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(Reference retrieved automatically from Web of Science through information on FAPESP grant and its corresponding number as mentioned in the publication by the authors.)

Frailty predicts surgical complications after kidney transplantation. A propensity score matched study

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Mantovani, Milena dos Santos [1] ; de Carvalho, Nyara Coelho [1] ; Archangelo, Thomaz Eduardo [1] ; Modelli de Andrade, Luis Gustavo [2] ; Ferreira Filho, Sebastiao Pires [3] ; Cavalcante, Ricardo de Souza [3] ; Kawano, Paulo Roberto [4] ; Papini, Silvia Justina [5] ; Costa, Nara Aline [1] ; Monteiro de Barros Almeida, Ricardo Augusto [3]
Total Authors: 10
[1] Univ Estadual Paulista UNESP, Fac Med Botucatu, Botucatu, SP - Brazil
[2] Univ Estadual Paulista UNESP, Fac Med Botucatu, Dept Clin Med, Botucatu, SP - Brazil
[3] Univ Estadual Paulista Unesp, Fac Med Botucatu, Dept Doencas Trop & Diagnost Imagem, Botucatu, SP - Brazil
[4] Univ Estadual Paulista Unesp, Fac Med Botucatu, Dept Urol, Botucatu, SP - Brazil
[5] Univ Estadual Paulista Unesp, Fac Med Botucatu, Dept Enfermagem, Botucatu, SP - Brazil
Total Affiliations: 5
Document type: Journal article
Source: PLoS One; v. 15, n. 2 FEB 26 2020.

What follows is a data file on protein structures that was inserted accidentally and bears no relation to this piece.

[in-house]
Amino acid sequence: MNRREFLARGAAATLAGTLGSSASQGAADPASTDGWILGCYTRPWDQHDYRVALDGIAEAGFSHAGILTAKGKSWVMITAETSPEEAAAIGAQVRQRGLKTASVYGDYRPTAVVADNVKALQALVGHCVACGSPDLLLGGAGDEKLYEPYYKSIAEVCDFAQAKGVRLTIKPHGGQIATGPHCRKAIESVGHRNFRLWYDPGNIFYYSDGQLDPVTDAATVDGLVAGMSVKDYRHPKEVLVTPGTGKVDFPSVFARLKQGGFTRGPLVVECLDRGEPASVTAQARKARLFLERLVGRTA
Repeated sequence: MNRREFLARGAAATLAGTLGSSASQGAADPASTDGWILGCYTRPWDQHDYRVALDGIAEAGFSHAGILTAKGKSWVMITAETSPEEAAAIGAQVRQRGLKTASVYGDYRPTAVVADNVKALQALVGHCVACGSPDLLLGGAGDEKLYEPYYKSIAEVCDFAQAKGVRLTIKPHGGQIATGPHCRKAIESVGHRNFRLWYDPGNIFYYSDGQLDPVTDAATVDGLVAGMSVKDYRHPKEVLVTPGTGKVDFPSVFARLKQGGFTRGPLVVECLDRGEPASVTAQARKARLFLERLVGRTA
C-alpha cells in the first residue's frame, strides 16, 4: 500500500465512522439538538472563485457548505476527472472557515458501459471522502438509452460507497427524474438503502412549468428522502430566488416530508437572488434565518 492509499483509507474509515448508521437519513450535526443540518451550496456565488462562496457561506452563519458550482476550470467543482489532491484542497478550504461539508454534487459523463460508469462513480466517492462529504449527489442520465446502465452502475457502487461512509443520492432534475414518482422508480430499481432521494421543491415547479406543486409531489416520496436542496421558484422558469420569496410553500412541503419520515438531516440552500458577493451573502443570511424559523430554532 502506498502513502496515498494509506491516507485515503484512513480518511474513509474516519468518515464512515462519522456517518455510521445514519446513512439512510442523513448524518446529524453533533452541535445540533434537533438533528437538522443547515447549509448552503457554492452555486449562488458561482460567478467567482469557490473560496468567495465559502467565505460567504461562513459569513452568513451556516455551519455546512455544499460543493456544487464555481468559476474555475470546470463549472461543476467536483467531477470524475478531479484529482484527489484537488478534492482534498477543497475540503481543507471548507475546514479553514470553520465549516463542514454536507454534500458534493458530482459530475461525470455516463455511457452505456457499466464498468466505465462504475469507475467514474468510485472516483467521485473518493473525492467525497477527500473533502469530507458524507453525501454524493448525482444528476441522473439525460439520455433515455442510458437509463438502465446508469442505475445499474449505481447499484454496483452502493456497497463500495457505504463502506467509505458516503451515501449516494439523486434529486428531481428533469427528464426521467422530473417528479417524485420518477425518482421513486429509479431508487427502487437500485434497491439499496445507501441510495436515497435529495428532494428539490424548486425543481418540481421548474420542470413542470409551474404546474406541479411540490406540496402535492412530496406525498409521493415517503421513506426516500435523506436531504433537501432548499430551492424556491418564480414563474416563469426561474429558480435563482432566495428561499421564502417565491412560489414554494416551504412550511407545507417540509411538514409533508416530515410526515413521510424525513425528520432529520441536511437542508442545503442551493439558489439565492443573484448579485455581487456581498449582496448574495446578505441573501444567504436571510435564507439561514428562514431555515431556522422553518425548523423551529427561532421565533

Web of Science Citations: 0

Background and objective Surgical complications after kidney transplantation can lead to catastrophic outcomes. Frailty has been associated with important kidney transplantation outcomes; however, there are no studies assessing this measure of physiological reserve as a specific predictor of surgical complications in this population. Such an assessment was, therefore, the objective of the present study. Methods A total of 87 individuals aged. 18 years who underwent kidney transplantation between March 2017 and March 2018 were included. At the time of admission for kidney transplantation, demographic, clinical, and kidney transplantation data were collected, and the frailty score was calculated according to Fried et al., which comprises five components: shrinking, weakness, exhaustion, low activity, and slowed walking speed. Urological, vascular, and general surgical complications were assessed three months later, or until graft loss or death. The propensity score was used to achieve a better homogeneity of the sample, and new analyses were performed in this new, balanced sample. Results Of the 87 individuals included, 30 (34.5%) had surgical complications. After propensity score matching, the risk of surgical complications was significantly higher among the frail individuals (RR 2.14; 95% CI 1.01-4.54; p = 0.035); specifically, the risk of noninfectious surgical complications was significantly higher among these individuals (RR 2.50; 95% CI 1.11-5.62; p = 0.017). Conclusion The results showed that individuals with some degree of frailty before kidney transplantation were more subject to surgical complications. The calculation of the frailty score for transplant candidates and the implementations of measures to increase the physiological reserve of these patients at the time of kidney transplantation may possibly reduce the occurrence of surgical complications. (AU)

FAPESP's process: 16/24745-3 - Nutritional status and frailty as predictors of infectious and non-infectious complications in kidney transplant recipients
Grantee:Ricardo Augusto Monteiro de Barros Almeida
Support Opportunities: Regular Research Grants